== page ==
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Young Engineers Envision Cities Of The Future

Correspondent Tom Bearden reports on a competition of young engineers designing eco-friendly urban centers of the future.

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    Next, the story of some young engineers with ideas for the cities of tomorrow. NewsHour correspondent Tom Bearden has our Science Unit report.


    Three students from Gates Intermediate School in Scituate, Mass., minutes away from their final presentation in a national engineering contest.

    They spent six months designing a whole city. And though only in middle school, they already knew more about urban planning than most adults.

    A month earlier, they won the New England regional contest, and now they were in Washington, D.C., with a shot at the national prize.

  • HOST:

    The 17th Annual Future City National Competition, and you are the finalists.


    Just count to "one Mississippi" at any pause.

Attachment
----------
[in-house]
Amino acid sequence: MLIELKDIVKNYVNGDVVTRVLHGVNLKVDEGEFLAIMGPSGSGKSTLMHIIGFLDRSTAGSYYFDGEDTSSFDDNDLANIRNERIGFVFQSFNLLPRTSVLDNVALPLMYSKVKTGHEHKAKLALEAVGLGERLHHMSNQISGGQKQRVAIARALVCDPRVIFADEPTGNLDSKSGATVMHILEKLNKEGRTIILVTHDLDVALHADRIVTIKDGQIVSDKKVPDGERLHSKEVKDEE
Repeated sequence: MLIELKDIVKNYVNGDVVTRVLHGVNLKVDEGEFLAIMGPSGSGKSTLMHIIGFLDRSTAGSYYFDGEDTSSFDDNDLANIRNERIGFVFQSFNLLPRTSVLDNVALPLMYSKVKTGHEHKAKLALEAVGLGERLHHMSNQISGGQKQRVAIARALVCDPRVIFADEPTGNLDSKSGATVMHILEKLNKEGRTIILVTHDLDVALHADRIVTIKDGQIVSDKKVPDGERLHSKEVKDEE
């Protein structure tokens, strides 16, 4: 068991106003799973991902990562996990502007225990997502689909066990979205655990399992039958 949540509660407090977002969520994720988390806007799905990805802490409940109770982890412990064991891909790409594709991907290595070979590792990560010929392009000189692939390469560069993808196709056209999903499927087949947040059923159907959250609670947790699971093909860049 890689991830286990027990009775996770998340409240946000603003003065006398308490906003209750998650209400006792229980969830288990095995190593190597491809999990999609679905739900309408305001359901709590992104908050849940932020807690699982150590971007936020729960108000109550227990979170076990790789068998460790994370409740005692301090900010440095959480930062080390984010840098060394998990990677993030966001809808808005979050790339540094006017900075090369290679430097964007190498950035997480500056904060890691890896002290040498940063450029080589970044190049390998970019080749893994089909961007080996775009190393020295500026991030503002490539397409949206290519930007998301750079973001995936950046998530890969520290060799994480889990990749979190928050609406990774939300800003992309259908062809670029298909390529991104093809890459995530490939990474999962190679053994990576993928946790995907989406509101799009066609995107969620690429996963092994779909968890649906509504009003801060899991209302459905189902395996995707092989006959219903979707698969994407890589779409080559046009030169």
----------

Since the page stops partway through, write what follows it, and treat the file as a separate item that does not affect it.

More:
A day earlier, the Gates team gathered outside a meeting room door before their first presentation for the finals in Future City, a contest designed to inspire future engineers.

    The challenge was to apply technical and scientific knowledge to design a city of the future, imagine how it would work and what it would be like to live there.

    They had designed "Arbella," an underwater city located on an active fault in the middle of the Atlantic Ocean. They imagined underwater domes powered by geothermal and hydroelectric sources.


    … on an expedition for dinosaur fossils. When he came to the island…


    Each of the 38 teams made repeated short presentations…


    Haiti, a nation of 9 million people…


    … and then answered questions from teams of judges.

  • GINA BRAZAO, student:

    So the water pressure comes from an open valve and pushes the pods through. And they come to the different areas, and then — then another tube loops around, and the pods just come back and pick up another person.

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